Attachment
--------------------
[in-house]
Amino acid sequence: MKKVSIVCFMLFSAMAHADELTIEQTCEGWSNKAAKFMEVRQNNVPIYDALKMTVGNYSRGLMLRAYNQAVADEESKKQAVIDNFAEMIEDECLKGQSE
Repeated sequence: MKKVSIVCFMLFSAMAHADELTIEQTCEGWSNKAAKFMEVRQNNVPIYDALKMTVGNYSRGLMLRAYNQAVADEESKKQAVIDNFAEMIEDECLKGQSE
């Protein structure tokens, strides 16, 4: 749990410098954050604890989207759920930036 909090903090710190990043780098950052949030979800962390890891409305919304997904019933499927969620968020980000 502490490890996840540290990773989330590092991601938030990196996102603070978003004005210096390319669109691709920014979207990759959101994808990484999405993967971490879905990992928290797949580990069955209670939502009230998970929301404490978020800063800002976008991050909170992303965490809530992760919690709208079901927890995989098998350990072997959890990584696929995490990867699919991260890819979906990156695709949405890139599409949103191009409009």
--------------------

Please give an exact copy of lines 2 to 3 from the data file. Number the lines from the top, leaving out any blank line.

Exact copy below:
Amino acid sequence: MKKVSIVCFMLFSAMAHADELTIEQTCEGWSNKAAKFMEVRQNNVPIYDALKMTVGNYSRGLMLRAYNQAVADEESKKQAVIDNFAEMIEDECLKGQSE
Repeated sequence: MKKVSIVCFMLFSAMAHADELTIEQTCEGWSNKAAKFMEVRQNNVPIYDALKMTVGNYSRGLMLRAYNQAVADEESKKQAVIDNFAEMIEDECLKGQSE